Georgia school brings back paddling to punish students -- when parents give consent

A school in Georgia that takes disciplining their students "very seriously" has reportedly instilled a corporal punishment policy in which parents can consent to having their child hit with a paddle.

The Georgia School for Innovation and the Classics, in Hephzibah, sent consent forms to students' homes recently requiring parents to opt-in to utilize the "tool" in the school's "disciplinary toolbox," WDRW-TV reported.

Superintendent Jody Boulineau told the news station the school "takes discipline very seriously," and that there was once a period in history "where corporal punishment was kind of the norm in school and you didn't have the problems that you have."

Parents of students in the kindergarten through 9th grade charter school received a "consent to paddle form" which details the corporal punishment, which would occur on the student's third offense.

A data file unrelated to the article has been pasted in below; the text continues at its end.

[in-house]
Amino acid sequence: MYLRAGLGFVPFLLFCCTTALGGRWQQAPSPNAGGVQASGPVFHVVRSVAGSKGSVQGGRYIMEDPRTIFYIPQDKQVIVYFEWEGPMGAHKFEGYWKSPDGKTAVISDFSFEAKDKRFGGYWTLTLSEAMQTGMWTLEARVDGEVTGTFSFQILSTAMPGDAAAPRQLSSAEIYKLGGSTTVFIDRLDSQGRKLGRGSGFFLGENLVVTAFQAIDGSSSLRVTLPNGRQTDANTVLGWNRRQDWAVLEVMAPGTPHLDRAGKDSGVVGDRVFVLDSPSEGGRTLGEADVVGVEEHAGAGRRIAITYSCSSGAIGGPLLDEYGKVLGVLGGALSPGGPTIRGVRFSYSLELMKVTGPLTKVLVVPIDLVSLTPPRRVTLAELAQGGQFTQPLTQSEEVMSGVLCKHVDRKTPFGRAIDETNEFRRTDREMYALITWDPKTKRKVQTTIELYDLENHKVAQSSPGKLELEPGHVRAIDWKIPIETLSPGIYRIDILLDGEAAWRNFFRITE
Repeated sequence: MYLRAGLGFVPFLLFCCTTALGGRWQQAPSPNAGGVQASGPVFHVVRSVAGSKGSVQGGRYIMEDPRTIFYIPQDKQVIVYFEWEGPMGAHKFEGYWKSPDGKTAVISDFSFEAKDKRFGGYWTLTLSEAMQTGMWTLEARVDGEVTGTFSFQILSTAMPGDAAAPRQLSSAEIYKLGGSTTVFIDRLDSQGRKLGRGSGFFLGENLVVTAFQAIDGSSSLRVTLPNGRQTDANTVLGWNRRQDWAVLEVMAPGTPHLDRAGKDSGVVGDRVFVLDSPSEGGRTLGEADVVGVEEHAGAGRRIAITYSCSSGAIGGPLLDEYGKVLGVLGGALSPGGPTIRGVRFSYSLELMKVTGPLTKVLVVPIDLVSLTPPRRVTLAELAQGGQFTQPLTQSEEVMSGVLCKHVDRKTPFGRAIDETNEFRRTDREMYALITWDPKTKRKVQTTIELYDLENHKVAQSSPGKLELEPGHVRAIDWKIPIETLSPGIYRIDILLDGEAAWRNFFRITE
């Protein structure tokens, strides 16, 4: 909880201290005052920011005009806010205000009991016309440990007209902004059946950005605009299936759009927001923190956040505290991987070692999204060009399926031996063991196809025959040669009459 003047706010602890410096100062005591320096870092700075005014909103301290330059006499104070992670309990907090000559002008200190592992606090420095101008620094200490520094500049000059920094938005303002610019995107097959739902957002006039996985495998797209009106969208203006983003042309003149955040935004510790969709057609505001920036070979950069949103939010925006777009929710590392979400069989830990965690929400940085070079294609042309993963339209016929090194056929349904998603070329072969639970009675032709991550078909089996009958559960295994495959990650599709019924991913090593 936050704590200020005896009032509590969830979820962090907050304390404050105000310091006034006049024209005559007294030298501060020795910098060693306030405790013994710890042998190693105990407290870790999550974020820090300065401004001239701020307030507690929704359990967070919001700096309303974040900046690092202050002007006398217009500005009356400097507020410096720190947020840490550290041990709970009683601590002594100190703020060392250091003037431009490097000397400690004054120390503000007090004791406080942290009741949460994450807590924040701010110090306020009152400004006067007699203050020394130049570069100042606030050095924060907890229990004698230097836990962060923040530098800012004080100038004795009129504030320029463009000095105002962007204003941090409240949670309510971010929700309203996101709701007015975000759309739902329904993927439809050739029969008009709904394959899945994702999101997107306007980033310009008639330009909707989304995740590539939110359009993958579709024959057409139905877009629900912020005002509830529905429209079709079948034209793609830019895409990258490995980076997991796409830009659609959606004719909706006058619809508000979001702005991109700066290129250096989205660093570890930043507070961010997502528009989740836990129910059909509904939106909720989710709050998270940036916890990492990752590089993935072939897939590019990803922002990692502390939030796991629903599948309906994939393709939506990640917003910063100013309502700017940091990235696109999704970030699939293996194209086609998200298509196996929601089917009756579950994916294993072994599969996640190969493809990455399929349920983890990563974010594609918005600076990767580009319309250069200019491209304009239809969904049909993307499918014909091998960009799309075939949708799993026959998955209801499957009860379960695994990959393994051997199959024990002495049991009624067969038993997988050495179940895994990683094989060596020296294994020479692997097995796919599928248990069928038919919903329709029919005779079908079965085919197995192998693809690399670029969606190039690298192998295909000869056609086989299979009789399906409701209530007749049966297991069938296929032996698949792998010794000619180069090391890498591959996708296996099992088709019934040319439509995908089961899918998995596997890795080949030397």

"A student will be taken into an office behind closed doors. The student will place their hands on their knees or piece of furniture and will be struck on the buttocks with a paddle," the form reportedly read.

"There's no obligation, it's not required," Boulineau said. "A parent can either give consent for us to use that as a disciplinary measure or they can deny consent."

The superintendent said the school's received more than 100 consent forms back, and that roughly a third of them contained consent from parents to paddle their child as a form of discipline.

She said she's heard a range of responses, from "I've heard, 'Great, it's about time,'" to "'Oh my goodness I can't believe you are doing that.'"

If parents don't give consent for their child to be paddled, they'll be suspended from school for up to five days, according to the report.

Corporal punishment in schools is legal in Georgia, and at public and private schools in 19 states across the U.S., according to the Global Initiative to End All Corporal Punishment of Children.